What is Clinical Art Therapy?
The “Art” in Art Therapy is simply another way to:
- Express your self.
- Explore and process your troubles
- Experience a cathartic release of tension
- Find answers, resolution and peace
Research has shown Art Therapy to be a powerful therapeutic tool for helping families, couples, adults, adolescents and children. Clinical Art Therapists are trained in all of the traditional talk therapy approaches and create individualized art directives based on the client’s issue at hand.
How Does It Work?
- Senses: As marketing and sales people know, symbols and metaphors are powerful emotional tools. We understand our world and ourselves through our senses (sight, sound, touch, taste, smell). We remember what happened through those senses. Art helps us capture and examine those memories directly.
- Distance Diffuses: When a serious conflict arises it can be difficult to control our anger, see both sides of the story and find solutions. When people in conflict are looking together at a drawing of the problem, side by side as a team with the assistance of a clinical art therapist, the situation is diffused. Perspective is gained and solutions to problems can be found.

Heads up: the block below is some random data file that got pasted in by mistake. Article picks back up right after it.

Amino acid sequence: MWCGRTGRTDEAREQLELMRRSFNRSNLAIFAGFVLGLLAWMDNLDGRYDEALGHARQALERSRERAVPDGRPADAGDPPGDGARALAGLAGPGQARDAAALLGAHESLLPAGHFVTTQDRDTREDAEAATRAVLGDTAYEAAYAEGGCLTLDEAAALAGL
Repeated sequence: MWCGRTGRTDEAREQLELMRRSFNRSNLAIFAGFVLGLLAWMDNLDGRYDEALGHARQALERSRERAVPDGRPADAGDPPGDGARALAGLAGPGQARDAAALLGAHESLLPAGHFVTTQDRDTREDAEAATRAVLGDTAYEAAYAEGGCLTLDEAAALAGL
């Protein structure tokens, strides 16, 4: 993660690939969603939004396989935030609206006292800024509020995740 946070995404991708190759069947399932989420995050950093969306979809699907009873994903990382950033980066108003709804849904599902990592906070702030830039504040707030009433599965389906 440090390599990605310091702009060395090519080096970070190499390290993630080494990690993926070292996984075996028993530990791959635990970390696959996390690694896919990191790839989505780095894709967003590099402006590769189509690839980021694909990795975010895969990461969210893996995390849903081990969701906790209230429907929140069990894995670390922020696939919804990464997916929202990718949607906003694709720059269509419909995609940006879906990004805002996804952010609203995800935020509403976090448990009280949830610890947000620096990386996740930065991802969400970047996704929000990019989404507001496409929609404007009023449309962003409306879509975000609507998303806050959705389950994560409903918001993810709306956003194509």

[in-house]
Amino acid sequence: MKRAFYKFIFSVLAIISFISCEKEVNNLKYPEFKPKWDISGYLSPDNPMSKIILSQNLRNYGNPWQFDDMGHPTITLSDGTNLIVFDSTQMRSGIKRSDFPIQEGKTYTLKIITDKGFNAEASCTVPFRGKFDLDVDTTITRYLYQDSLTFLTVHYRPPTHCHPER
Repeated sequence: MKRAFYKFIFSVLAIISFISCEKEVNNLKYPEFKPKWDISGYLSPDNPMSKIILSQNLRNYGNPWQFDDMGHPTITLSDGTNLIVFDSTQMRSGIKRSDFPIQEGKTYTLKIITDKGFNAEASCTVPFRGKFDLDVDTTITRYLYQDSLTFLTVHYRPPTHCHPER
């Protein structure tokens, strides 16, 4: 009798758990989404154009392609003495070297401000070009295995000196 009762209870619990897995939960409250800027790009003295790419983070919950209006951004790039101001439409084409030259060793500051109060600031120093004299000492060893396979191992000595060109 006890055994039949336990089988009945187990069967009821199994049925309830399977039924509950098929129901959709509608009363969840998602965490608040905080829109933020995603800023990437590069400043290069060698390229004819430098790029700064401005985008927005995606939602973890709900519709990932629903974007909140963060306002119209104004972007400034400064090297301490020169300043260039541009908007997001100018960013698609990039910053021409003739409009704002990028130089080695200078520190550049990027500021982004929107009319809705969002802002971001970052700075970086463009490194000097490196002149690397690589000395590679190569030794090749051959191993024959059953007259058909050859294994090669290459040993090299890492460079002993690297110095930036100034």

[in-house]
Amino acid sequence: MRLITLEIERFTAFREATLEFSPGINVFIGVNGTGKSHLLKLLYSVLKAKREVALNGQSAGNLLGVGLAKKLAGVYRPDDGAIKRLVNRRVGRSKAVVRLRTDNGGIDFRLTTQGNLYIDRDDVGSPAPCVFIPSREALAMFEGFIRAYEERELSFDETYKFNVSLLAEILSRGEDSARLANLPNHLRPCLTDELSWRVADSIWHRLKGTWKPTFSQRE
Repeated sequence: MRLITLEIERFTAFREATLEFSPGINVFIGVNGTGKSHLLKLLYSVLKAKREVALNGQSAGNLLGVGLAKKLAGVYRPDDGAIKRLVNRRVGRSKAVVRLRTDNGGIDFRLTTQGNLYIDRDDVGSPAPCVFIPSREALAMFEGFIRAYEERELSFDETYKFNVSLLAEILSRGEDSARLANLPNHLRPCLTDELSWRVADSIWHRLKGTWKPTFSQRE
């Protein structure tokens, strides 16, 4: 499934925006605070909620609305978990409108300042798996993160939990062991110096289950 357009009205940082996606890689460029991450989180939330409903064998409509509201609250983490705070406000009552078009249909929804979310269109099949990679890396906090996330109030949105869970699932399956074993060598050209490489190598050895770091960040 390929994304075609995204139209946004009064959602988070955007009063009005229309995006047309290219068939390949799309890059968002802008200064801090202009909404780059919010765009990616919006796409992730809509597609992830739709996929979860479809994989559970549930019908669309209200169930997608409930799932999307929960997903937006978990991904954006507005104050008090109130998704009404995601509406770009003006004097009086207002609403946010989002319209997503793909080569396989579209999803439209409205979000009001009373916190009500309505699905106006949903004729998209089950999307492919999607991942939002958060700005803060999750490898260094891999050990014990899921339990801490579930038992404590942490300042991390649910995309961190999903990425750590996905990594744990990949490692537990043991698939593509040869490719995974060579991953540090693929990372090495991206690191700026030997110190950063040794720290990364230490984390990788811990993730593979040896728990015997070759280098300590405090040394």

- Trauma: The brain has a way of protecting us from thoughts that make us upset. Adults have strong verbal filters that screen critical information. However, when we are trying to figure out why we feel, sick, depressed, scared of stressed, these filters can get in the way. The art brings critical break through understanding, direction, solutions, forgiveness, and relief by directly accessing different parts of the brain that verbal processing can not.
- No Words: Sometimes there simply aren’t words to describe the pain we feel. Art can provide a way of expressing our innermost thoughts and feelings that talking simply can’t.
- Cathartic Externalization: Have you heard the expression “let go and let god?” There is much in this world that we are not in control of; people, places and things that cause pain. We put and release this pain into the art.
- Visualizing Success: Athletes are trained to imagine them selves making the shot. Using art to concretize our goals, affirmations and mantras markets our healing goals to our minds.
- Children and Families: Telling the story of a problem indirectly through art metaphors creates safety and trust. It is easier to talk about a cat getting into mischief and needing help than staring directly at each other, pointing fingers and saying “you did it.”
You don’t need to be an artist: The art is a tool, not a product.
The art process is what heals and the uglier and the messier the better.
This is not about making pretty pictures.